Unlike most legends, which generally require several centuries to propagate into massive variation and inconsistency, the tale of Prester John seemingly sprang into existence fully formed and in a half dozen variations.

Early Christian legends had the original 12 Apostles spreading out to the ends of the earth in a geographically improbable dispersion to found Christian communities just about everywhere from Africa to Peru to Antarctica. Southeast Asia was one popular destination for Apostles, and the Apostle Thomas was said to have founded a Christian community in India, among other places.

From this vague sort of root, the idea of Prester John grew. It's not clear what actually and truly sparked the legend, but around the middle of the 12th century, a series of letters from purportedly found their way to the court of Pope Alexander III. These letters were allegedly from the Prester himself, describing his travails and triumphs in creating a Christian kingdom somewhere off in the "East."

Several documents claiming to be versions of these letters are part of the historical record, but most of them are dated to the late Middle Ages, a period of notorious historical revisionism and outright fraud. The letters contain remarkable descriptions of Prester John's kingdom. Prester John's adventures included warriors riding to battle on elephants; encounters with cannibals, pygmies and Amazons; and the locations of the Fountain of Youth and the Garden of Eden; battles with horned three-eyed humans; unicorns and phoenixes; and fabulous wealth.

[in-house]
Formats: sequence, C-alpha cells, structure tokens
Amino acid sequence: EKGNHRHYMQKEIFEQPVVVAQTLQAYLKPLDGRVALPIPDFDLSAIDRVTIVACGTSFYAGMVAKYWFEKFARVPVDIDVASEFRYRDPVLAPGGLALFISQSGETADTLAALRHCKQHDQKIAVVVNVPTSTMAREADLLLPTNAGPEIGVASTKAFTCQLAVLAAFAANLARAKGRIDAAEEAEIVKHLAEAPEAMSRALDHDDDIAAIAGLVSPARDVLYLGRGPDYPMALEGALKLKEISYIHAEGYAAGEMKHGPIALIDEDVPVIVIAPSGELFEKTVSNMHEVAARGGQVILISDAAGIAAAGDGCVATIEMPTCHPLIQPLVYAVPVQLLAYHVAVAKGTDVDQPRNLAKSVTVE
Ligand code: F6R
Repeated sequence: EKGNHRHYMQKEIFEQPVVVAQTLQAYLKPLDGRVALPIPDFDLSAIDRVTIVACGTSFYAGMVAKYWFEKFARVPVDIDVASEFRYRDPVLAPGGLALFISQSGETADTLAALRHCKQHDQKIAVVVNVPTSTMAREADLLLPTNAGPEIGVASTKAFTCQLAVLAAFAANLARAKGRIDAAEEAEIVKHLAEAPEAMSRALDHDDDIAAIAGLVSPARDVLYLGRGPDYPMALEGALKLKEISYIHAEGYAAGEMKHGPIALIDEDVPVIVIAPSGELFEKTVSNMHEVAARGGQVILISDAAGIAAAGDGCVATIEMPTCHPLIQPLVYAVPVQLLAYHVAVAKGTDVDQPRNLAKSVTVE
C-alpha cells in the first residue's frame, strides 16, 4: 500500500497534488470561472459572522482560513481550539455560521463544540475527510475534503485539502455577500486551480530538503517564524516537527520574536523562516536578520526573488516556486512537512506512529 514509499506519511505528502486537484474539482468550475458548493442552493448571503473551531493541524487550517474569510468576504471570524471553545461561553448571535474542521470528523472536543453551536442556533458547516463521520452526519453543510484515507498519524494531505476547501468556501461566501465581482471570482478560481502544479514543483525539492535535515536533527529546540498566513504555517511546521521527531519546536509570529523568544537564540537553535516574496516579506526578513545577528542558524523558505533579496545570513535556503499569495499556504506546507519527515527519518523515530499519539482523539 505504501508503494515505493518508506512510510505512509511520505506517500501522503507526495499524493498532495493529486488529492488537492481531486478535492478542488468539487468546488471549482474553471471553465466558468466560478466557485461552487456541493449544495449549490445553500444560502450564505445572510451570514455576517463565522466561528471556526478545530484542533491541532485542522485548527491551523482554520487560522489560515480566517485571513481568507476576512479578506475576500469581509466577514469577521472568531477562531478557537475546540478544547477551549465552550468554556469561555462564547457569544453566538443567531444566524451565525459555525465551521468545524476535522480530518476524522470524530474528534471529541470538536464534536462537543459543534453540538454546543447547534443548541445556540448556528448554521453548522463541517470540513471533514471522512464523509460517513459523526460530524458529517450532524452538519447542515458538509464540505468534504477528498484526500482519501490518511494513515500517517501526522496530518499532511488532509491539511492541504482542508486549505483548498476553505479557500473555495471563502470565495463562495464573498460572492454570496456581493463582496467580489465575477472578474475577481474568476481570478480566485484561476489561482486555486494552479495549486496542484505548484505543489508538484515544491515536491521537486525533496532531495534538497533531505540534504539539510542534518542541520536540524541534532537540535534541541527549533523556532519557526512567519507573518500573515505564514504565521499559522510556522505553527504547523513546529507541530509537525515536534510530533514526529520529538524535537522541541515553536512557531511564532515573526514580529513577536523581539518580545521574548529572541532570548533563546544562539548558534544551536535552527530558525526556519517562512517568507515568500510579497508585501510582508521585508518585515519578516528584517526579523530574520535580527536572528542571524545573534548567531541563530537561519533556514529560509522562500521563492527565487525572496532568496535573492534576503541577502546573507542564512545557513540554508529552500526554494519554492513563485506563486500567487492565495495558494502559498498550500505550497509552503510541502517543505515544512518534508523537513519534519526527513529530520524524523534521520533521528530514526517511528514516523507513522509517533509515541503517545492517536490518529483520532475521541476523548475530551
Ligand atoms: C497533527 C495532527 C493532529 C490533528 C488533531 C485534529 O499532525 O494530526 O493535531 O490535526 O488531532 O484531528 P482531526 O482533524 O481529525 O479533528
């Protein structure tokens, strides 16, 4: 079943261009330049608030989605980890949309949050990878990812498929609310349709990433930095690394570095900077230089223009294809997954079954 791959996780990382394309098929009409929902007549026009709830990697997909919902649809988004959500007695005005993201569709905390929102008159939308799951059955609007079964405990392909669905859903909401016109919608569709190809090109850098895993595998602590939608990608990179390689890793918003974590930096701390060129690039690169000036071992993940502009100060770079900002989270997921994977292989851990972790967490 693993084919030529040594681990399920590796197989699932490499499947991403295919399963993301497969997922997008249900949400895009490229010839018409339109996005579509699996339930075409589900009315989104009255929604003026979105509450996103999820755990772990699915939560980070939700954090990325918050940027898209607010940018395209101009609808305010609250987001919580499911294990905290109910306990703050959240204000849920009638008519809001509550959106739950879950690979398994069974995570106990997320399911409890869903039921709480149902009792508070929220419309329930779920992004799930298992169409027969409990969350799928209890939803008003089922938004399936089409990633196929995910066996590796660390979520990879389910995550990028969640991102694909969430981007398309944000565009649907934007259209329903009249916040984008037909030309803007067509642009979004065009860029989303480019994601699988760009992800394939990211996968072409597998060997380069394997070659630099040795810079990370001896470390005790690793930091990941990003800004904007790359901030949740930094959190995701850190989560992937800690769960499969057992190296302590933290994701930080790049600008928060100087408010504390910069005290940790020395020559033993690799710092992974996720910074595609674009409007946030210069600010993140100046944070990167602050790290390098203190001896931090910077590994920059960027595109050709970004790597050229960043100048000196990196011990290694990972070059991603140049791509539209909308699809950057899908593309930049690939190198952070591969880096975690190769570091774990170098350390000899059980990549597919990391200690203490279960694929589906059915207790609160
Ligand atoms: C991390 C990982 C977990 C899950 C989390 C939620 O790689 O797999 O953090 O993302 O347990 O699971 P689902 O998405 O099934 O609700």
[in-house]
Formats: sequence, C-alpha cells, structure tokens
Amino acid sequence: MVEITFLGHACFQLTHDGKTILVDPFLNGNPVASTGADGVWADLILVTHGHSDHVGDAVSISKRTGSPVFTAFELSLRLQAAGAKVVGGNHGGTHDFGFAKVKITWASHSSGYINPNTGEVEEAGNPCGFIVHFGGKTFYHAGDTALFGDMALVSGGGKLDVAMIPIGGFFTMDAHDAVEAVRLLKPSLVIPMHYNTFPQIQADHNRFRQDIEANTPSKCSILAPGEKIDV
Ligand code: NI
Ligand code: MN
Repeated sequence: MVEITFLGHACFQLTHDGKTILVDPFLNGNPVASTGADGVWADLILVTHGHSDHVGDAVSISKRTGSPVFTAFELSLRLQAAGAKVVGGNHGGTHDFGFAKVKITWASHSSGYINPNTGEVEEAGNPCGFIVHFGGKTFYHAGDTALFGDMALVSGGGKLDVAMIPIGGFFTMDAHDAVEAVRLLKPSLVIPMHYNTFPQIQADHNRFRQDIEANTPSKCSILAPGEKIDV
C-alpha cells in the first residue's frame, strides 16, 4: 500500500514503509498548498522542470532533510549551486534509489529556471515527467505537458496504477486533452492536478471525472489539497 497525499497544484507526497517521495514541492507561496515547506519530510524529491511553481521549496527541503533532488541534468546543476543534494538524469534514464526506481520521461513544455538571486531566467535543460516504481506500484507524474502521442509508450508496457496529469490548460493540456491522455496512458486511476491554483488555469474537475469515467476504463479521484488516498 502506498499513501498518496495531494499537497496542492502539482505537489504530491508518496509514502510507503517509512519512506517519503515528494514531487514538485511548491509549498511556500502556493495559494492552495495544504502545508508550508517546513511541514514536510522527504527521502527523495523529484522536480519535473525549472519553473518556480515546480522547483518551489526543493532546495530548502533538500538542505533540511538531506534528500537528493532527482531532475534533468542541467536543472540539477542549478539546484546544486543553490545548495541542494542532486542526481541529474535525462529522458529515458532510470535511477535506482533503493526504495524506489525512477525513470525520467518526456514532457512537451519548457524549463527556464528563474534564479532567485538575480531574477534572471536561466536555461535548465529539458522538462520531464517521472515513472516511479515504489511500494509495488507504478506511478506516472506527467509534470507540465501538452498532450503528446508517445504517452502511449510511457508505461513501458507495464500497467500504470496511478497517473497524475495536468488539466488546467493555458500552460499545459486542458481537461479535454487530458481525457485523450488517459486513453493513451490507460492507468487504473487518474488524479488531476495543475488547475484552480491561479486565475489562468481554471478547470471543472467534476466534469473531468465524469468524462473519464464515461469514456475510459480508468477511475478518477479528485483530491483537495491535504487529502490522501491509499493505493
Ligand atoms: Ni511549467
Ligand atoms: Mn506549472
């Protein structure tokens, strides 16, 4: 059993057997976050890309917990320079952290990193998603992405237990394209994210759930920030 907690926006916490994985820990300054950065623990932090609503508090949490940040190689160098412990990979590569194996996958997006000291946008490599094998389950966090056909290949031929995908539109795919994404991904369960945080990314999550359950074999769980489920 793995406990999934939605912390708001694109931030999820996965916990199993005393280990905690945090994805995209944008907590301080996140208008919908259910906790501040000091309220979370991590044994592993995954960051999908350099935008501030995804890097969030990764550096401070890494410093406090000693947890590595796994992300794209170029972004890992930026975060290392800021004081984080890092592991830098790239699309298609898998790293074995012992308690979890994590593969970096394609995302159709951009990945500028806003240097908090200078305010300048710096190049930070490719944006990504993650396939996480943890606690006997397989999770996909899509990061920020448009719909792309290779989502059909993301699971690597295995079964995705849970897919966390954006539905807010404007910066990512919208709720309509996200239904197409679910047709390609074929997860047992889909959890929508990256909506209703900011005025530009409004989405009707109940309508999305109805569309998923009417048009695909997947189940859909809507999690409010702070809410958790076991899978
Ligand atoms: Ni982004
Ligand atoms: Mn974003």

Although none of the above (except for cannibals and elephants) actually existed, the stories themselves had a very real historical impact.

The pope was pretty psyched at the notion of establishing an eastern front against the infidels, who were about to go, well, medieval on his ass. He sent emissaries to search for Prester John's kingdom, but they found only small Christian outposts, survivals of Gnosticism and other various heresies in the Near East. Further exploration turned up a bunch Taoists and samurai, which everyone agreed were very interesting but held little promise vis a vis killing Muslims, which was the order of the day.